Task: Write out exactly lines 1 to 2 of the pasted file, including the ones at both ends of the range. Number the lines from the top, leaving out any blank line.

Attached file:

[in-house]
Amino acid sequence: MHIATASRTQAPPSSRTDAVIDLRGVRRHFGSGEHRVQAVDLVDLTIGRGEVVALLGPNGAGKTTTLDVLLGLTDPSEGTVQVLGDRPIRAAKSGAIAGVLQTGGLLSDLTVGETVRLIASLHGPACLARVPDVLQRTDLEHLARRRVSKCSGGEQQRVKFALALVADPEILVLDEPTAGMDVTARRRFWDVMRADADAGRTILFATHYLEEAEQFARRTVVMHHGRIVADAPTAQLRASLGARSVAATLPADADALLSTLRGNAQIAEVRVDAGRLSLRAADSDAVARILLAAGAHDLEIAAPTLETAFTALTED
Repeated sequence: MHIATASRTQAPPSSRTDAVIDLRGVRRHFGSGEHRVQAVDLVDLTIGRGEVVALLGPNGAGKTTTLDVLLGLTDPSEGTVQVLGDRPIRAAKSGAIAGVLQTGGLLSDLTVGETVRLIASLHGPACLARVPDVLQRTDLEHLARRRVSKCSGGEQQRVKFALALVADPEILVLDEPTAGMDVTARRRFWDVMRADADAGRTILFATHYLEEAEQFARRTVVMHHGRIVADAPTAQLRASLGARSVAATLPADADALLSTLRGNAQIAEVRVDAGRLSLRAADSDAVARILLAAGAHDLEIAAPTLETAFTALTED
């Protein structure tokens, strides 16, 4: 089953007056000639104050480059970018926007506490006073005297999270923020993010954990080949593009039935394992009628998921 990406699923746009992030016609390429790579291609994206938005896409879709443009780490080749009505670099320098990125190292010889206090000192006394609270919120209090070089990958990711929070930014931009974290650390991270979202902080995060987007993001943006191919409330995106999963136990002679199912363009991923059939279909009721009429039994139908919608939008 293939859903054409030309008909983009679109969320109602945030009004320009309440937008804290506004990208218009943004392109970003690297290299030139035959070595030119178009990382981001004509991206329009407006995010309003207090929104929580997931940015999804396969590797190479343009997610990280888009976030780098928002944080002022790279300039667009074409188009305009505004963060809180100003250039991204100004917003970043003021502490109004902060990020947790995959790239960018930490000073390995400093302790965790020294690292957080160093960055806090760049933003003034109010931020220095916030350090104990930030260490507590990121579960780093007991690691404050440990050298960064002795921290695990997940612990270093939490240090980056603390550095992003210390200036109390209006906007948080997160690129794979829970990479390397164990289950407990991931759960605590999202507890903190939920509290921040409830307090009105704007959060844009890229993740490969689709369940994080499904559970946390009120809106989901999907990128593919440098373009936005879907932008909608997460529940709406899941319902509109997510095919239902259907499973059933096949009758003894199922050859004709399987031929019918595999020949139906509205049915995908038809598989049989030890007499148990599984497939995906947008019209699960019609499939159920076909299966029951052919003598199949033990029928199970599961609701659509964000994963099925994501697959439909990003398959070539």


[in-house]
Amino acid sequence: MHIATASRTQAPPSSRTDAVIDLRGVRRHFGSGEHRVQAVDLVDLTIGRGEVVALLGPNGAGKTTTLDVLLGLTDPSEGTVQVLGDRPIRAAKSGAIAGVLQTGGLLSDLTVGETVRLIASLHGPACLARVPDVLQRTDLEHLARRRVSKCSGGEQQRVKFALALVADPEILVLDEPTAGMDVTARRRFWDVMRADADAGRTILFATHYLEEAEQFARRTVVMHHGRIVADAPTAQLRASLGARSVAATLPADADALLSTLRGNAQIAEVRVDAGRLSLRAADSDAVARILLAAGAHDLEIAAPTLETAFTALTED